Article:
two poems

I would, I say. What makes you so good, / you say.

So You Would Like To Be My Poet?

I would, I say. What makes you so good,
you say. Well, I say, fumbling my papers,
like fire I take, briefly, the form of what
I destroy. Why haven’t I heard of you,
you say. You will love me, I say, for the knife
in my heart. Look, I say, it goes in here.
You say, under your breath, making a note,
Thinks he’s Lorca. What else, you say.
My poems, I say, interrupt you in the road
like children in a brass band. While I’m
driving? you say. My poems follow the blind
force of nature, and bestial motion.
You say, making a note, Steals from Jenkyn.
I come at you slow, I say, kicking over
my chair, through the murky waters
of mid-range literary magazines! Anyway,
you say, I have your books and will
get back to you. Oh fuck off, I say. Ah! you say.

Dreams of Scarlett the Red Dog

            Out of the dust of four directions
limps my dark-fur mother,
                        pietà of the ditches,

            blood-drinker, prophetess,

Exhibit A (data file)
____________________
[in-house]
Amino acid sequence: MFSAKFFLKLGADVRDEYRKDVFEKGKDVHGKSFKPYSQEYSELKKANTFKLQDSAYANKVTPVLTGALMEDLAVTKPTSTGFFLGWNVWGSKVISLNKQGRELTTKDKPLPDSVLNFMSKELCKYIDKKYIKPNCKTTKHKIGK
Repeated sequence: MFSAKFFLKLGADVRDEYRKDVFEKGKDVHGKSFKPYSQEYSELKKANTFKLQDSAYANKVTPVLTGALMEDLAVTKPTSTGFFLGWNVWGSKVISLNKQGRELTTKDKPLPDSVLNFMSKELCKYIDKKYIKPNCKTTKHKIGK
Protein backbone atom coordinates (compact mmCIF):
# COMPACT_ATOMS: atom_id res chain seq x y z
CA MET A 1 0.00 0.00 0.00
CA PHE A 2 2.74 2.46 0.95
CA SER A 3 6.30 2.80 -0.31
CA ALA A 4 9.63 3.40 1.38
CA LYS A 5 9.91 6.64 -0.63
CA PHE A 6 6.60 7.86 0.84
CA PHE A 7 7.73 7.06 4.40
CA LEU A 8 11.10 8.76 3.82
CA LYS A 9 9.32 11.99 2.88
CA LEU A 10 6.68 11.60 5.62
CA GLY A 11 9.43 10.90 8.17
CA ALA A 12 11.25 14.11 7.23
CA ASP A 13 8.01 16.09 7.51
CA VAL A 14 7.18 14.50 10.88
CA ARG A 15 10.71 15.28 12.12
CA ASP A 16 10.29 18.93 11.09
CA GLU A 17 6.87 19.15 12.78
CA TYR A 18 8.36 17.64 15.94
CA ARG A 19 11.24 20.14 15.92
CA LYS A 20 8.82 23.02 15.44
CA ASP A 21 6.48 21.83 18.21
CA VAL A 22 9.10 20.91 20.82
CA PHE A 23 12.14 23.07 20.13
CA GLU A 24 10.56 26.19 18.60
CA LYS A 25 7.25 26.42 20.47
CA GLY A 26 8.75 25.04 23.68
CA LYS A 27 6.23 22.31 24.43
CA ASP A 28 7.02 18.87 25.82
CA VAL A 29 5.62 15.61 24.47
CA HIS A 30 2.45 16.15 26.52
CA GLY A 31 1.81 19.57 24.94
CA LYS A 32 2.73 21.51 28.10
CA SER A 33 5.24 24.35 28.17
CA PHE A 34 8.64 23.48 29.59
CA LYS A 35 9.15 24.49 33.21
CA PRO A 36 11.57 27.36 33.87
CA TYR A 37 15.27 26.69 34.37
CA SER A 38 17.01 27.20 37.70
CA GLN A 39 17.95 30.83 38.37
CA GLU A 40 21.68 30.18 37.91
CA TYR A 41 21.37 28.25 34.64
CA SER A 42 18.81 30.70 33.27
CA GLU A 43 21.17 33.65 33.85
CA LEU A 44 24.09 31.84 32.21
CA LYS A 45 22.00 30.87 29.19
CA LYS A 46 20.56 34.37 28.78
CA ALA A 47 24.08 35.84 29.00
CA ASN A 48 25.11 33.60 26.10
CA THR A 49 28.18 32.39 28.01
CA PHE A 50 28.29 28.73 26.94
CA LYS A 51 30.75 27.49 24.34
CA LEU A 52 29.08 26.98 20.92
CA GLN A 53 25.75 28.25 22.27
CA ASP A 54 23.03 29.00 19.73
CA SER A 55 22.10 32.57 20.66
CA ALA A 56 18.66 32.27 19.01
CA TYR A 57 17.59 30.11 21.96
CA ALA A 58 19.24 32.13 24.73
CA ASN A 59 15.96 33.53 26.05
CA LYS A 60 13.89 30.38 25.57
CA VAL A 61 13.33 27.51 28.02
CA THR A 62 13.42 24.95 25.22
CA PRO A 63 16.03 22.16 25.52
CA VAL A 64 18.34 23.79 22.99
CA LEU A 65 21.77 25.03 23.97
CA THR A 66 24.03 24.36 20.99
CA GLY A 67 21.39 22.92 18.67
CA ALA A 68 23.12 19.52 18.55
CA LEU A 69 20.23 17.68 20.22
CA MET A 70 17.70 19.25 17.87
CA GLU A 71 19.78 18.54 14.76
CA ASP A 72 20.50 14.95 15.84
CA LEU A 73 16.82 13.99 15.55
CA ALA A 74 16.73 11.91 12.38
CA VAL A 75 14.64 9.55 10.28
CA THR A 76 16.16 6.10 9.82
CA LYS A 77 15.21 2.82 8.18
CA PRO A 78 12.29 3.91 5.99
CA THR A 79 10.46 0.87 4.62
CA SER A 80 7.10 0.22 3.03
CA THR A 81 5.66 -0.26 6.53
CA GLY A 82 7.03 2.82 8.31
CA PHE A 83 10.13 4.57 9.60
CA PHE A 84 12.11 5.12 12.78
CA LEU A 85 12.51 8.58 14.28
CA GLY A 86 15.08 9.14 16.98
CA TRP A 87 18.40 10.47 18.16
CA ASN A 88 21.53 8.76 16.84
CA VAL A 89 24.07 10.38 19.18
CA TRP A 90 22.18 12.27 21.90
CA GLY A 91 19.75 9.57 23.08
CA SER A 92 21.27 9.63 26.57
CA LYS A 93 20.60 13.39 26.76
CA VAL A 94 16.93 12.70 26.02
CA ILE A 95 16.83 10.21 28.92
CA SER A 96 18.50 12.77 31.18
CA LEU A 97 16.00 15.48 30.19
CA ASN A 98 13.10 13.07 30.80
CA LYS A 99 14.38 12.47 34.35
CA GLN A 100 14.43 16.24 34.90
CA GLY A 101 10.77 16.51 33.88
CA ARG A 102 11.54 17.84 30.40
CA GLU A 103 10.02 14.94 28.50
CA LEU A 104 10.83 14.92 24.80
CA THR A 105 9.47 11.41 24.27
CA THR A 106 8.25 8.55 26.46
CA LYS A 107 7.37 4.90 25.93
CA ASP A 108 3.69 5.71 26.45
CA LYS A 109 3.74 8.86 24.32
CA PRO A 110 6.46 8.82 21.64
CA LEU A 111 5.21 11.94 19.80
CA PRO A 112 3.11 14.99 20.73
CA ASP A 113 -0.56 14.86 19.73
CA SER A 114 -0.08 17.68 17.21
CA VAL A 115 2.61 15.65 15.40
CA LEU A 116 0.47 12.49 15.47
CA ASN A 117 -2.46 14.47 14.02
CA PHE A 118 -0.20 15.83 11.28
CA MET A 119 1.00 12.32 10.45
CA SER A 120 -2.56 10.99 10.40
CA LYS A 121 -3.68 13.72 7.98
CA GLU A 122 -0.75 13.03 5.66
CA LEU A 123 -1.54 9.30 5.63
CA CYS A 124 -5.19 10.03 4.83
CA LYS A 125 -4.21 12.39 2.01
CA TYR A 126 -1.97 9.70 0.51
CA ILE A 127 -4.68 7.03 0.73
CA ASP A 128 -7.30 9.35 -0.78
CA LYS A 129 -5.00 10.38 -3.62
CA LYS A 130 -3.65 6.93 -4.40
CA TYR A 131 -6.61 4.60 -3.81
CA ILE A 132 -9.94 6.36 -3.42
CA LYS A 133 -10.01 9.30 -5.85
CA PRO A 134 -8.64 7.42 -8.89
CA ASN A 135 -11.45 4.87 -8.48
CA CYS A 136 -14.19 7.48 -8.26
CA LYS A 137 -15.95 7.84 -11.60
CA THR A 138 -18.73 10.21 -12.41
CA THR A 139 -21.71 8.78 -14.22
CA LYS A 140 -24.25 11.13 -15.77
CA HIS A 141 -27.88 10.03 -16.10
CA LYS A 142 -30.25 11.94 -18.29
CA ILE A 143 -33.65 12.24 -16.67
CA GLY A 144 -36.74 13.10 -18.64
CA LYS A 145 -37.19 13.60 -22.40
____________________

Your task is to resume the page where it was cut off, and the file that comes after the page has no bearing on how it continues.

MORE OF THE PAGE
her myriadfold goblins
                        sipping malt liquor

            from her paps, she bites my leg,
I yip I yip I yip
                        Do not murder me, mother!

             I haven’t yet learned
to cross the mountains!

                        She spares me,

              her malignant nestlings
stumbling after. From under a tree
                         I watch villagers

              their wolfdogs their pitchforks
stone her, hag of hell …
                         She limps off

               to the fields, her feral ones scream
in the night, the harvest
                         sinks on the vine.

About the author

John Wall Barger is the author of six collections of poems, most recently Smog Mother. His book of essays on poetics and film, The Elephant of Silence, comes out in spring 2024 with LSU Press. He’s a contract editor for Frontenac House, lives in Vermont, and lectures in the Writing Program at Dartmouth College.